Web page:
Nicolas Cage is cinematic royalty. Nephew to Francis Ford Coppola, Cage is an Academy Award Winner for Leaving Las Vegas in 1995 and nominated for Adaptation in 2002. But he also has a reputation for making some strange choices in movie roles. Several movies on his resume are unforgiveable. Audiences who don’t worship Cage for his manic commitment to every performance, are suspicious when his name comes up before the title of a film. Drive Angry for example, slipped into the box office early 2011 and according to IMDB tanked its opening weekend pulling just over 5 million. On Rottentomatoes, it doesn’t quite split critics down the middle with a 45 percent rating. Submitted for your Turkey Day approval, Drive Angry 3D is one of the greatest pieces of cinematic trash ever done. Its a bold, exploitative, shiny piece of Grindhouse cinema that couldn’t care less about your standards or awards or critics. It is what it is and its proud of itself, seeming at times to openly mock its own ambition. Never wanting to be anything more than a cartoon with cool 3D blood splatters, and mirror shined American muscle cars. If you’ve never sat with it, here’s a description based on a re-watch the other night:
Cage plays John Milton, a man with a mysterious criminal past, who steals the devils Buick Riviera and breaks out of hell in order to save his newborn granddaughter from the hands of evil cult leader Jonah King (Billy Berke). King wants to use the infant for a satanic ritual. Armed with a supernatural God Gun, Milton is joined on his mission by former waitress, Piper (Amber Heard). Piper’s no whiny, needing to be saved Generic, but a young woman who, as we meet her, finally stands up after being victimized by slimy, perverted bosses and jerk boyfriends. Both of them are stalked by The Accountant, (scene-stealing William Finchtner) the dude who keeps a count of all the souls in hell. He cooly strolls out of hell confident in bringing Milton back.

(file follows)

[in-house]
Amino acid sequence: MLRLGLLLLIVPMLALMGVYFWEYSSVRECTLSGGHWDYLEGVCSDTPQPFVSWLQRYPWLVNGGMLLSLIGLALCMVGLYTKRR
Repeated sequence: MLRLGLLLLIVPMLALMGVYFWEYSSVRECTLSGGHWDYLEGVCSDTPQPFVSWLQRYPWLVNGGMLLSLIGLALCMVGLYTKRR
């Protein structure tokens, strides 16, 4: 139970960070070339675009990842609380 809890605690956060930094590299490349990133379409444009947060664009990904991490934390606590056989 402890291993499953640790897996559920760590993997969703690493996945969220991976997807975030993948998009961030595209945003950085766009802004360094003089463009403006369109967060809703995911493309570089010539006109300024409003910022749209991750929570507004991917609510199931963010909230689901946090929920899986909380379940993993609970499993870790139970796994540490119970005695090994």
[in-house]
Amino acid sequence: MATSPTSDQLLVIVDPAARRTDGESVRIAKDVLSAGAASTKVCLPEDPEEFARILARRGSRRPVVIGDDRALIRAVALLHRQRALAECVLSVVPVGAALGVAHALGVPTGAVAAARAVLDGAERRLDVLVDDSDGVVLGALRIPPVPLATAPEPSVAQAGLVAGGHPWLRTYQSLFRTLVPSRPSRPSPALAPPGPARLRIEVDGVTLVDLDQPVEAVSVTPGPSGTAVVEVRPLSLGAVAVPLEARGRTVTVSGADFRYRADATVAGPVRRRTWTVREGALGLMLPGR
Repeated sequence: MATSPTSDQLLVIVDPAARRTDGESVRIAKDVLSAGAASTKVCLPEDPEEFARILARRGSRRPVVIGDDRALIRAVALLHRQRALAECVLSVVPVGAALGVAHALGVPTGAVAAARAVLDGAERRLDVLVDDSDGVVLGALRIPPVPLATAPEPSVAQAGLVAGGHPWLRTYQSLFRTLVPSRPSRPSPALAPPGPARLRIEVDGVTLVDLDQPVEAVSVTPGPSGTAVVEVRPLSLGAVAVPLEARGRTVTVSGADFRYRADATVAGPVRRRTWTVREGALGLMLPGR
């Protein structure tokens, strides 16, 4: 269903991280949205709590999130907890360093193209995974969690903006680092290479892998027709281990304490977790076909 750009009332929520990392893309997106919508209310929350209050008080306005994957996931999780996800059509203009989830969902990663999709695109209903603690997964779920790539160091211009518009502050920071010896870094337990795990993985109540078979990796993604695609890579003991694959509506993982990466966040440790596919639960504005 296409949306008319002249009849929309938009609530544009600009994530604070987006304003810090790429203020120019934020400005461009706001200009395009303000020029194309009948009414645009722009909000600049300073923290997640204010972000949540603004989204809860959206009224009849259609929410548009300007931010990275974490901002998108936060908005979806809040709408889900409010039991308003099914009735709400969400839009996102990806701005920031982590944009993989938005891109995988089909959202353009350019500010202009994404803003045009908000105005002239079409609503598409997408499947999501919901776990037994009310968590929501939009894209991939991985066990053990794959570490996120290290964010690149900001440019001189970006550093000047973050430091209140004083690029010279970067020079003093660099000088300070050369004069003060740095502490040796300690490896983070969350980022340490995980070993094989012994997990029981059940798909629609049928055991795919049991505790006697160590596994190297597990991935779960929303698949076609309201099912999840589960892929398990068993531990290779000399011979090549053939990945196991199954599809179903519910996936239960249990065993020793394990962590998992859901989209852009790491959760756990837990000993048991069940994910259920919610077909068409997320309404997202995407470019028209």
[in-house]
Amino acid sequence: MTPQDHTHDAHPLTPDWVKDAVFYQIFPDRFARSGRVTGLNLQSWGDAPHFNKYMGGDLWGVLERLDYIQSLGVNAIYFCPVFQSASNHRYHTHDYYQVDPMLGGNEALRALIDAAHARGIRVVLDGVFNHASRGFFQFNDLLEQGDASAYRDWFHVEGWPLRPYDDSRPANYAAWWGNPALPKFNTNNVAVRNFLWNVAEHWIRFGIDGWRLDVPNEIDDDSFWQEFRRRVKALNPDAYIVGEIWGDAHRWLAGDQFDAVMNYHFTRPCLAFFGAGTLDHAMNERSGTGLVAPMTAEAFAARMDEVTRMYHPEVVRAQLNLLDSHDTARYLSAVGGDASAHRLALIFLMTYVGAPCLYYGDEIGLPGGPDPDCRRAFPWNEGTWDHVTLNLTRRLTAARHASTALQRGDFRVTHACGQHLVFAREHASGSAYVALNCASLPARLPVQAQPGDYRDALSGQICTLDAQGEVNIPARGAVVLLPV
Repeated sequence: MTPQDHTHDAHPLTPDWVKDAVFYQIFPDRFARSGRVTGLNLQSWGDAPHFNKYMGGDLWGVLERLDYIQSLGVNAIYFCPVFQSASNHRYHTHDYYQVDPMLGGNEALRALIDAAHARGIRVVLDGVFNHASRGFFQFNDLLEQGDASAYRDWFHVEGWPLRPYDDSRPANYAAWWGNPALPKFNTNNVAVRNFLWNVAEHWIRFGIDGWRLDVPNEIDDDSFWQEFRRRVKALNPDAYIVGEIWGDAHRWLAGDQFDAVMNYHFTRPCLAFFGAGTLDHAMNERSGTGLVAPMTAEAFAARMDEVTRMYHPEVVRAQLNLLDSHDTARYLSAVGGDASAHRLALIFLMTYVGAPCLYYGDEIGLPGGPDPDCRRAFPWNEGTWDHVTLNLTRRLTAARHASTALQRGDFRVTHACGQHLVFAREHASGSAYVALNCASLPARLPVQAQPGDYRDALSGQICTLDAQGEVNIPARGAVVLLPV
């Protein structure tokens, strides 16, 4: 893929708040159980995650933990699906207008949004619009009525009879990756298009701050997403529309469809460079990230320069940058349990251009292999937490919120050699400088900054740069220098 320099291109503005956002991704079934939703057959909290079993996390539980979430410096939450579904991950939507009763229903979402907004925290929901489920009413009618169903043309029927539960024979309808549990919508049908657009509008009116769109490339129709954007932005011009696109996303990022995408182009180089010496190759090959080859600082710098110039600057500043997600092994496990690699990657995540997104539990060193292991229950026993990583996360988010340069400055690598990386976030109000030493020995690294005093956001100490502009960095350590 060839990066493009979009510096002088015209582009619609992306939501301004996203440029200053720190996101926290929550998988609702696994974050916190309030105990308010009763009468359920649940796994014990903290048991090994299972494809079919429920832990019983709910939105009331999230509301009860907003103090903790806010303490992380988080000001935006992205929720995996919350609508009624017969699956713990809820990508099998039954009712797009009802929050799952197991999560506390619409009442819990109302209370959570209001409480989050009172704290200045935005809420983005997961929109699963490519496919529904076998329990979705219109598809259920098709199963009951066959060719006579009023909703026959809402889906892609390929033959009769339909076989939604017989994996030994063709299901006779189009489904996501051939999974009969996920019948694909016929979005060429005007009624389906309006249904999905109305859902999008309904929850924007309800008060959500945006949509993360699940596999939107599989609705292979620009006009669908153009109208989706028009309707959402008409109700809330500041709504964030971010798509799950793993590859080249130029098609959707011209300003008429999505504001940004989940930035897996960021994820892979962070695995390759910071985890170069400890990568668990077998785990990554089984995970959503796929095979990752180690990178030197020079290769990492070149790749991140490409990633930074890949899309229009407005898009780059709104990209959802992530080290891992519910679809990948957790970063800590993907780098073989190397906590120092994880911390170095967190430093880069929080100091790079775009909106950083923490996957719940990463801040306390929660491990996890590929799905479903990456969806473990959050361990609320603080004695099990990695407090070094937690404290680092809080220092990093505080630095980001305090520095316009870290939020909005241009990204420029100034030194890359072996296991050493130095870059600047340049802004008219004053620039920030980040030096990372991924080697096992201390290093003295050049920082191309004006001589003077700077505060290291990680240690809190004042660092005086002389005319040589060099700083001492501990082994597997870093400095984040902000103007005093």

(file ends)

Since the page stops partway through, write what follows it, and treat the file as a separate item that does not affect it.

Drive Angry 3D is unconcerned with logic, physics and stays focused on being as entertaining as possible. Its graphic as old Tom & Jerry cartoons and at times just as funny. People are stabbed, eyes gorged out, a dude is even knocked on his ass by an air conditioner. But its hard to put into a context how outrageous and bold the film is without giving up some of its jaw-droppingly funny achievements. Respectfully, Drive Angry 3D doesn’t give a f**k. When a car spins out on a bridge and touches the railing, it flips several times mid-air like a quarter before landing at the feet of two stoners. Dismiss Cage as an actor, call him crazy or whatever. But few actors could manage the films centerpiece: a hotel room shootout where Cage battles a roomful of assassins while simultaneously having sex with a waitress and not spilling a drop of Jack Daniels from his bottle. I dare Daniel Day Lewis to match that.
Though its not solely Cage’s show. Bill Fichtner’s Accountant was the film’s highlight for me. Dressed as if he’d stepped out of a scotch whiskey commercial, The Accountant is smooth, James Bond as a demon, unimpressed by humanity. He’s also very funny.
My biggest regret is not seeing this on the big screen in 3D since 3D is part of the legal title of Drive Angry 3D. Unlike so many films these days, the film was shot in 3D and not sloppily converted after the fact. So gun shells flip out towards the camera, a hand blown off by shotgun somersaults midair and appears to land in your lap.
Drive Angry 3D feels like the kind of movie two guys create while sitting at a bar half drunk. But dig this: What if those guys were the most entertaining guys at the building? Drive Angry is a lot of things: its car porn full of muscle cars speeding, jumping and being pretty. It’s a gratuitous popcorn movie with liberal splashes of blood and no other aspirations than to entertain. Its women look airbrushed, its violence stylized, its humor kinda Junior High School with a dose of gross. You’ve seen characters walk away from a car accident or ball of fire before, but never quite like this. Drive Angry 3D is continuously creative where a lot of really bad films are just lazy. This is Extra-Strength Red Bull creative. And for sitting with family or friends over a bottle of something, I can’t think of anything more balls to the wall fun… that few have ever seen.